I was taken to task by a friend, following my last blog post, for introducing the term “globalism” and this without explaining what my understanding of that word was. Usually when that happens, I rise to the challenge as I believe agreeing definitions matters, and I then “google” the term where an agreed understanding is in my view desirable or necessary to find a suitable definition, and often this is revealed on the first hit. This time, the definition I found were unconvincing and did not match my understanding.
I see most words ending with “ism” relating to an ideology I do not support. In this case, I see globalism as that which wants to see a world dominated, no longer by nation states but by a conglomerate of states, effectively leading to one world government. There are many who justify globalism as being the way to bring people together, pool resources, tackle problems like disease and climate change, and prevent wars. Some of the critics of globalism see this as a ruse by a powerful elite, bringing together an unholy alliance of vested interests, ultimately subjugating the masses, further enriching the same elite. This is not the same as globalization, which is what we have been seeing more of in recent years, where communications and travel and inter-dependence when it comes to trade etc. and cross fertilization of ideas have become reality. The antithesis of globalism is nationalism, which puts national interests first and rejects interference by outside interests. While I am not a globalist, since I fear malevolent interests will overcome benevolent ones, I am not an out an out nationalist either. I believe in taking a pride in one’s national cultural identity and yet doing so with a generous spirit that sees loving one’s neighbor in global terms.
As a Bible student, believing there remains a good deal of unfulfilled prophecy, I naturally try to understand the rapidly unfolding events in the world in such a light. I also recognize my prejudices (for example, my default theological stable generally saw the EU as a bad thing, given the way they interpreted scripture) and also the folly of trying to align world events and personalities to what I read in the Bible. Yet I identify trends, which I find not only fascinating but also necessary as we seek to live for God in what may be regarded as “the Last Days”. In the beginning of the Bible, we see the fall of globalism when God destroyed the Tower of Babel. At the end of the Bible we see the One World Government, under the control of the AntiChrist, and, as that name suggests, it is a malevolent regime even if it is one that initially is welcomed by many of the people. Eventually the AntiChrist is defeated and the true Christ returns to Earth and he sets up a world government which is benevolent and righteous, and it will also be global insofar it will benefit people from all nations.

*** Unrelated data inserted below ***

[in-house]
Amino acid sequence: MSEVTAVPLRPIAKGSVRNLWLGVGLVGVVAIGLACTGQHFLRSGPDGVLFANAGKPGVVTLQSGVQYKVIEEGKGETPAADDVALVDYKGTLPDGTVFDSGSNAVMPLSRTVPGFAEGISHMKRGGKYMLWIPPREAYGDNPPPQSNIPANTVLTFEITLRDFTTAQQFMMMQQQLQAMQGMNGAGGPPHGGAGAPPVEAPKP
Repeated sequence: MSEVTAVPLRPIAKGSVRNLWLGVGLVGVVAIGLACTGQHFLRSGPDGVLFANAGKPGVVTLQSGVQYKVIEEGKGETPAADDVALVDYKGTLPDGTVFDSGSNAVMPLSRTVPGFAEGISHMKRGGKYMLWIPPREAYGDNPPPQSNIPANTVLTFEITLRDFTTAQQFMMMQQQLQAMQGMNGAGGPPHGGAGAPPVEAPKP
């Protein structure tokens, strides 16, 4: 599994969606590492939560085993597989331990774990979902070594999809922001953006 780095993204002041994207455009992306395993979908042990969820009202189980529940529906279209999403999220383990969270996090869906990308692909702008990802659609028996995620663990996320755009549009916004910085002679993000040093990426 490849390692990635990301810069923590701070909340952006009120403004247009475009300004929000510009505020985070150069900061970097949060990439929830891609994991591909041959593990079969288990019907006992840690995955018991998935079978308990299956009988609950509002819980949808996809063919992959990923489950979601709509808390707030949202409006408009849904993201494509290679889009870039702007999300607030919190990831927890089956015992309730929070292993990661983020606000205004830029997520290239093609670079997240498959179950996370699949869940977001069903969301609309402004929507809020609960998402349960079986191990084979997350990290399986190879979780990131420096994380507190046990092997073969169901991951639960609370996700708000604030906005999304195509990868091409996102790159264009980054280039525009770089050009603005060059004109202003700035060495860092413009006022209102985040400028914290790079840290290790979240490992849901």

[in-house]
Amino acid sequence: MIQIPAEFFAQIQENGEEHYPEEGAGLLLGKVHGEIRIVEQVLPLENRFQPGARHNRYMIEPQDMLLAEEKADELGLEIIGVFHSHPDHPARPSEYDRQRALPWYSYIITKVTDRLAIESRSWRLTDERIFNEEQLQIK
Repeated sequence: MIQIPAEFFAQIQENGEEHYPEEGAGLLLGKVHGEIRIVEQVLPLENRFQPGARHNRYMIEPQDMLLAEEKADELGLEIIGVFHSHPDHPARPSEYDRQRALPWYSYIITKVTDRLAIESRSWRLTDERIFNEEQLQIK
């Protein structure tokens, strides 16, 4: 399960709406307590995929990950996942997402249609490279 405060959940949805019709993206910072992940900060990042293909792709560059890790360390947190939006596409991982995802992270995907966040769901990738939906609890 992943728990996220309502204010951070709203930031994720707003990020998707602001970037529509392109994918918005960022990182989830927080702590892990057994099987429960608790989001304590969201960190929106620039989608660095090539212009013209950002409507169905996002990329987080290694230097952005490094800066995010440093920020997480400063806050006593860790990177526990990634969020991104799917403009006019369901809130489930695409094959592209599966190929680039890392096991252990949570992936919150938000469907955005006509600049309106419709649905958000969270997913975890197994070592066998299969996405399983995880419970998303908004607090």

What we have been seeing in the past year is a reversal, which if my understanding of Bible prophecy is correct, may only be temporary, of a move toward globalism, with Brexit, the elevation of Donald Trump to the US presidency and moves happening across Europe in favour of nationalism and much further afield e.g. with elections in Brazil. Even before that Russia had begun on this anti-globalist path. Because those who likely benefit most from globalism have suffered such a setback, and they have the power to do so, they have been able to activate a resistance which has the marks of being prolonged and viscous. I hope it can be defeated as people wake up, but nothing can be taken for granted. While I have made my position quite clear over the past year, in my various blogs, it has not been my intention to give anti-globalists carte blanche to carry out their agenda either, especially when narrow national interests push out the concerns we should have those who live in poverty or under oppression. But I do need to alert people as to what is going on, and to point them to the true Christ. “Even so, come, Lord Jesus”.
Update 05/01/2019: It is funny that nearly two years on the fight between globalism and nationalism has intensified since I first wrote these. Further gains in Europe and beyond to those who favour nationalism over globalism is evidence the fightback has become, but as we enter the new year there is also evidence of the fightback to the fightback, but I have no doubt which side I am on.